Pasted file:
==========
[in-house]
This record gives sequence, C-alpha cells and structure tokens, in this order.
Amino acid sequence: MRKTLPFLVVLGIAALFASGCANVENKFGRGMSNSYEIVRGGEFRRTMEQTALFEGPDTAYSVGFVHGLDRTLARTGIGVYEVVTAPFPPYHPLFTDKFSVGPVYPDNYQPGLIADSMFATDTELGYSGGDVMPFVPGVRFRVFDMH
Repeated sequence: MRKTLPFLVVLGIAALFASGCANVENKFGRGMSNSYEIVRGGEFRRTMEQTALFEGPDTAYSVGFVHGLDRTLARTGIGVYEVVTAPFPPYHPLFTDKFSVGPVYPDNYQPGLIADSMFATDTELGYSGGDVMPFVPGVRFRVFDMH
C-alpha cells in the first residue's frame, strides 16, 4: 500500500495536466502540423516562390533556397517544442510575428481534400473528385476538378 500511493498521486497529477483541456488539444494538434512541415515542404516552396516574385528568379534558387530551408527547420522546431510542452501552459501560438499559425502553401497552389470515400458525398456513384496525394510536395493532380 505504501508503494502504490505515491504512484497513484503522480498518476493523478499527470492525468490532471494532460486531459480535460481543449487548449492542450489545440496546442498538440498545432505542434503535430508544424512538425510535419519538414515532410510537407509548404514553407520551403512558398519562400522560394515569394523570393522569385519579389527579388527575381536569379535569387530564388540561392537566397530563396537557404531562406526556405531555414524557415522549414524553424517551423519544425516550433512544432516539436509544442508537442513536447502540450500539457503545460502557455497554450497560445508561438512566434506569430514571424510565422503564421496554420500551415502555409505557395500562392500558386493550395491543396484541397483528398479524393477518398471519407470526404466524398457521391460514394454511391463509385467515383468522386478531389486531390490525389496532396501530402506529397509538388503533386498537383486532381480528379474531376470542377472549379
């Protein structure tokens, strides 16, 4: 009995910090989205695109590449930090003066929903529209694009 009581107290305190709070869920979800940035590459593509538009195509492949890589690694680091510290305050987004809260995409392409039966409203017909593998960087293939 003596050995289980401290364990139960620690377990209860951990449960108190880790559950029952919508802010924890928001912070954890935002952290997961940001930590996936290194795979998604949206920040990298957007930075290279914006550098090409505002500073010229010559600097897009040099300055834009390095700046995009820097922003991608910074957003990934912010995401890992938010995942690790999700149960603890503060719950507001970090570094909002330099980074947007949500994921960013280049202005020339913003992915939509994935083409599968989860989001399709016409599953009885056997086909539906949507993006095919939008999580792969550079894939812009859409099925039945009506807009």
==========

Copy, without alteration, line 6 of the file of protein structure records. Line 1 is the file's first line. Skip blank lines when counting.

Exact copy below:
């Protein structure tokens, strides 16, 4: 009995910090989205695109590449930090003066929903529209694009 009581107290305190709070869920979800940035590459593509538009195509492949890589690694680091510290305050987004809260995409392409039966409203017909593998960087293939 003596050995289980401290364990139960620690377990209860951990449960108190880790559950029952919508802010924890928001912070954890935002952290997961940001930590996936290194795979998604949206920040990298957007930075290279914006550098090409505002500073010229010559600097897009040099300055834009390095700046995009820097922003991608910074957003990934912010995401890992938010995942690790999700149960603890503060719950507001970090570094909002330099980074947007949500994921960013280049202005020339913003992915939509994935083409599968989860989001399709016409599953009885056997086909539906949507993006095919939008999580792969550079894939812009859409099925039945009506807009």